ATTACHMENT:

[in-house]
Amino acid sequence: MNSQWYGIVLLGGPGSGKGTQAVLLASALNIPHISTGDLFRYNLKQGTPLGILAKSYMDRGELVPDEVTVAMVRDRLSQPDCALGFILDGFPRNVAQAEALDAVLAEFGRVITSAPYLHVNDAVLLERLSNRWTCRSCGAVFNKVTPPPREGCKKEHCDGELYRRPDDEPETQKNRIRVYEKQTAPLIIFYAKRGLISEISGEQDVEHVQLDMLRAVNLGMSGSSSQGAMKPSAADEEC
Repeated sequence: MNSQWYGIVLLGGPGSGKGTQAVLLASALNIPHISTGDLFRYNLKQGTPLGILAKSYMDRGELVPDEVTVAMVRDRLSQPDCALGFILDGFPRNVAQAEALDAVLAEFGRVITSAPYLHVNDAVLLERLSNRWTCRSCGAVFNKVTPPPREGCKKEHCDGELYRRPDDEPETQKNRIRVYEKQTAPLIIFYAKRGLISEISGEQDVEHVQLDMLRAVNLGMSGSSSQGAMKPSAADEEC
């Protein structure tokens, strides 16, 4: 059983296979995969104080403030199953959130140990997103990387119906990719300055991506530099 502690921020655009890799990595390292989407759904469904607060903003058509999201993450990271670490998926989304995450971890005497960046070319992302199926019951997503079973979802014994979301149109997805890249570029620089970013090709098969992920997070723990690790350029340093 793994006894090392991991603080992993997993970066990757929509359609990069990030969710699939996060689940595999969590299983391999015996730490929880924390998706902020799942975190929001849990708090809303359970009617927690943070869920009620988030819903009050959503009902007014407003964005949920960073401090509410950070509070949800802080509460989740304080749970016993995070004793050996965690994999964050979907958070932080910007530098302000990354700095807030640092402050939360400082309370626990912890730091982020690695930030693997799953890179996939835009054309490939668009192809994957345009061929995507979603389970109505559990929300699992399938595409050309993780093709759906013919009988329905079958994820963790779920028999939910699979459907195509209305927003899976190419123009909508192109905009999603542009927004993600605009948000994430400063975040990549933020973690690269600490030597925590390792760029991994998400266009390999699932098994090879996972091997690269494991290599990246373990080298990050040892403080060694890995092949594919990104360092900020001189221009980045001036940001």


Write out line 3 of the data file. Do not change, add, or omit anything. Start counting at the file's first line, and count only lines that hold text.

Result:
Repeated sequence: MNSQWYGIVLLGGPGSGKGTQAVLLASALNIPHISTGDLFRYNLKQGTPLGILAKSYMDRGELVPDEVTVAMVRDRLSQPDCALGFILDGFPRNVAQAEALDAVLAEFGRVITSAPYLHVNDAVLLERLSNRWTCRSCGAVFNKVTPPPREGCKKEHCDGELYRRPDDEPETQKNRIRVYEKQTAPLIIFYAKRGLISEISGEQDVEHVQLDMLRAVNLGMSGSSSQGAMKPSAADEEC